Some research indicates that it is not always beneficial for students to work entirely on their own as they conduct inquiry-based investigations. This article explores a method of inquiry learning in which teachers and students work together to envision, conduct, and analyze experiments.
Several teachers I know have had circumstances present themselves in which they may not always be able to provide lab experiences in a traditional lab setting. They still want to provide students with rigorous problem solving situations that require students to use the scientific method. Could rigorous take home labs possibly be the answer?
The September 2018 issue of the Journal of Chemical Education is now available online to subscribers. Topics featured in this issue include: reticular chemistry; laboratory research experience for students; historical perspective; chemistry and the environment; laboratories using color to understand chemistry; electrochemistry laboratories; DIY instrumentation; organic semiconductors; orbitals; computer-based learning and computational chemistry; from the archives: paper chromatography.
It’s the beginning of a brand new school year, and a brand new opportunity to capture students’ interest in chemistry and the joy of lab-based sciences! In thousands of chemistry classrooms across the country, teachers will be planning labs, demos, and ways to have students be engaged and excited about learning.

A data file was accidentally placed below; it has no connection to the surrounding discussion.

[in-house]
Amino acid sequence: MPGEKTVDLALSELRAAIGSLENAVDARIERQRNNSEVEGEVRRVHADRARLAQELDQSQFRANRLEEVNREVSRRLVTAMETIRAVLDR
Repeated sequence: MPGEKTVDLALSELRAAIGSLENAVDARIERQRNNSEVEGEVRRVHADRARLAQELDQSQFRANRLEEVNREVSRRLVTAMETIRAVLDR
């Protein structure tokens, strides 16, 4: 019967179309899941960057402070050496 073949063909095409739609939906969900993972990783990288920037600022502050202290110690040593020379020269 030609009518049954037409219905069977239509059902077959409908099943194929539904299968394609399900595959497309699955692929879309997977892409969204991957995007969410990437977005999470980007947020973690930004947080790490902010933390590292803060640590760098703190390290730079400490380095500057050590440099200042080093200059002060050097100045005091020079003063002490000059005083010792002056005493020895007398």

Is your school district providing OSHA required safety training to teachers and other staff that will be in the science labs in your building?
Deanna Cullen shares highlights from the April 2018 issue of the Journal of Chemical Education.
I first learned about argument driven inquiry through a post written by Ben Meacham. I was interested in both the stoichiometry lab and the way that it was presented to the students through Argument Driven Inquiry. This lead me to the Argument Driven Inquiry (ADI) website. The website provided many resources.
A simple laboratory experiment in which students simply measure the wavelength of light is described. An LED light, diffraction glasses, and a meterstick are the only required materials.
Erica Jacobsen shares highlights from the October 2017 issue of the Journal of Chemical Education that are of special interest to high school chemistry teachers.
The ACS Committee on Chemical Safety has released the 8th edition of "Safety in Academic Chemistry Laboratories". The publication provides advice for first- and second-year university students.